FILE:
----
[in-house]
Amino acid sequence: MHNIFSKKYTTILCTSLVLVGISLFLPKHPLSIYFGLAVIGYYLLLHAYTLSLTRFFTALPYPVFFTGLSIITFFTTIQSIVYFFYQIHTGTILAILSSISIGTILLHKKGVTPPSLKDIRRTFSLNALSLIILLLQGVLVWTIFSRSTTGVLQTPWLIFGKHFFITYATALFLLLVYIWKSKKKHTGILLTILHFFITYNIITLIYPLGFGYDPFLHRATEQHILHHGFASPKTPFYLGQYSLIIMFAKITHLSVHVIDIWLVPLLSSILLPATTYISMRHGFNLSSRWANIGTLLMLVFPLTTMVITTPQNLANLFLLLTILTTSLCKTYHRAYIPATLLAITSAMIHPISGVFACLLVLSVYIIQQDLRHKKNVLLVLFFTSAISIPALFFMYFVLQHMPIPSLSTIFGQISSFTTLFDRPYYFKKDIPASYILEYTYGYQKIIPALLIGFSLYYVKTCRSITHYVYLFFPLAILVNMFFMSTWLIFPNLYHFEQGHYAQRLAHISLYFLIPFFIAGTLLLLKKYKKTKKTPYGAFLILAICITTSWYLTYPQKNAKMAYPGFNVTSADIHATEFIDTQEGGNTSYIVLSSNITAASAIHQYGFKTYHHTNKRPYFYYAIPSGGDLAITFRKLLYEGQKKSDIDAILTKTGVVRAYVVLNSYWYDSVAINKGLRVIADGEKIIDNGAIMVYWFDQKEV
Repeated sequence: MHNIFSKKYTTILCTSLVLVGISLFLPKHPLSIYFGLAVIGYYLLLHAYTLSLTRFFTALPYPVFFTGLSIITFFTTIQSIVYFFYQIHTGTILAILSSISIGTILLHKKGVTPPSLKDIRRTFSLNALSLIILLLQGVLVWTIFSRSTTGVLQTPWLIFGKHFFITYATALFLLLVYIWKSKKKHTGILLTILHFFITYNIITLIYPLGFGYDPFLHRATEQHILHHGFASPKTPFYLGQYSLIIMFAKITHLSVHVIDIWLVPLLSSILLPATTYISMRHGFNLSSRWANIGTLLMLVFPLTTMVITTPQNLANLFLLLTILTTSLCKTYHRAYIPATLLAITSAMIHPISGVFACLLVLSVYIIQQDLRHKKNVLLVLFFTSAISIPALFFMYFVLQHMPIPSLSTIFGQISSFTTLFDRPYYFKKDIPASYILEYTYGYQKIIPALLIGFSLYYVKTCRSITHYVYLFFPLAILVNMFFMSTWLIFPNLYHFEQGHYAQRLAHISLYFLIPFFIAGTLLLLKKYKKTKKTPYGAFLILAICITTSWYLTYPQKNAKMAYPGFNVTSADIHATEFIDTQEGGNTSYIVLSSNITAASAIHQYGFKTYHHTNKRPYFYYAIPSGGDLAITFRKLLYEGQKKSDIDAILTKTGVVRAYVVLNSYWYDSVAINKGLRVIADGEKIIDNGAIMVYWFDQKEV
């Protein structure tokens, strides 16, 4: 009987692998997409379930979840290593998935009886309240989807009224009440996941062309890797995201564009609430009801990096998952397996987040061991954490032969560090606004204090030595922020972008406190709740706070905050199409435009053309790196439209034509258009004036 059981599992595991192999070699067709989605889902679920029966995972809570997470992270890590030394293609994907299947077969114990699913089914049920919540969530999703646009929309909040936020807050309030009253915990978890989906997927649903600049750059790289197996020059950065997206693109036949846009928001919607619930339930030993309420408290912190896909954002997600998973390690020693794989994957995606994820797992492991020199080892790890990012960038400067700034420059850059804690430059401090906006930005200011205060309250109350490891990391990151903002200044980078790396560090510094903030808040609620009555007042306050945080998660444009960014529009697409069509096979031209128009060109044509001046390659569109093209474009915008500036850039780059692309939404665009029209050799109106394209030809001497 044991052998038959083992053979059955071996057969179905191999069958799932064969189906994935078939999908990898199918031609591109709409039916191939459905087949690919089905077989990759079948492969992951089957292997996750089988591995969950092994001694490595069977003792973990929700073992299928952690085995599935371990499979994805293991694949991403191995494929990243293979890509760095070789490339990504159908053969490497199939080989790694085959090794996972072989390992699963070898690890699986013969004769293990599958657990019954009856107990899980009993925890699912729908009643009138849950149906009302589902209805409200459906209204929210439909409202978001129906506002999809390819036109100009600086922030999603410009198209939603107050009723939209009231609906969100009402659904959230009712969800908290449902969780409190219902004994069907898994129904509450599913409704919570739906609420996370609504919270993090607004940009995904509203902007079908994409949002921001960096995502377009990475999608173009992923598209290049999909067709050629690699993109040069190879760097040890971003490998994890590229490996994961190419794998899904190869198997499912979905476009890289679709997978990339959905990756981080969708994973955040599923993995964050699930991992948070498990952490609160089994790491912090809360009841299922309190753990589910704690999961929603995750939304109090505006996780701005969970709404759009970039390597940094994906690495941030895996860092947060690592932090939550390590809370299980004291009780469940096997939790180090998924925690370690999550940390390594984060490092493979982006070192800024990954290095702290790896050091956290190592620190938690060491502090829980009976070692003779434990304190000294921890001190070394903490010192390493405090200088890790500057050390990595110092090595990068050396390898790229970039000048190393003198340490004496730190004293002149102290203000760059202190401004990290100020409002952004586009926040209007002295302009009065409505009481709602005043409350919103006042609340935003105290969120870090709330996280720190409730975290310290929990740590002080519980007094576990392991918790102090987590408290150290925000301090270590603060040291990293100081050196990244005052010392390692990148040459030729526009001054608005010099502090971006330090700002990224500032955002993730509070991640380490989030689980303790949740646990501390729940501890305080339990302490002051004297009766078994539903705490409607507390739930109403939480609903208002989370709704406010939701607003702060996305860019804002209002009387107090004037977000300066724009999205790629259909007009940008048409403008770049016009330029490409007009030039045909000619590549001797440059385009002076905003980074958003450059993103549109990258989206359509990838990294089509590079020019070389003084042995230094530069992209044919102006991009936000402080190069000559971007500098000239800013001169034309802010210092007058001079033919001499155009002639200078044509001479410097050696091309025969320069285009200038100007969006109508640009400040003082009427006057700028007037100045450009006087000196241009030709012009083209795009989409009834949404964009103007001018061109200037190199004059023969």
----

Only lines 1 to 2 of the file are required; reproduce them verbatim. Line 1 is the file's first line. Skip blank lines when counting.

[in-house]
Amino acid sequence: MHNIFSKKYTTILCTSLVLVGISLFLPKHPLSIYFGLAVIGYYLLLHAYTLSLTRFFTALPYPVFFTGLSIITFFTTIQSIVYFFYQIHTGTILAILSSISIGTILLHKKGVTPPSLKDIRRTFSLNALSLIILLLQGVLVWTIFSRSTTGVLQTPWLIFGKHFFITYATALFLLLVYIWKSKKKHTGILLTILHFFITYNIITLIYPLGFGYDPFLHRATEQHILHHGFASPKTPFYLGQYSLIIMFAKITHLSVHVIDIWLVPLLSSILLPATTYISMRHGFNLSSRWANIGTLLMLVFPLTTMVITTPQNLANLFLLLTILTTSLCKTYHRAYIPATLLAITSAMIHPISGVFACLLVLSVYIIQQDLRHKKNVLLVLFFTSAISIPALFFMYFVLQHMPIPSLSTIFGQISSFTTLFDRPYYFKKDIPASYILEYTYGYQKIIPALLIGFSLYYVKTCRSITHYVYLFFPLAILVNMFFMSTWLIFPNLYHFEQGHYAQRLAHISLYFLIPFFIAGTLLLLKKYKKTKKTPYGAFLILAICITTSWYLTYPQKNAKMAYPGFNVTSADIHATEFIDTQEGGNTSYIVLSSNITAASAIHQYGFKTYHHTNKRPYFYYAIPSGGDLAITFRKLLYEGQKKSDIDAILTKTGVVRAYVVLNSYWYDSVAINKGLRVIADGEKIIDNGAIMVYWFDQKEV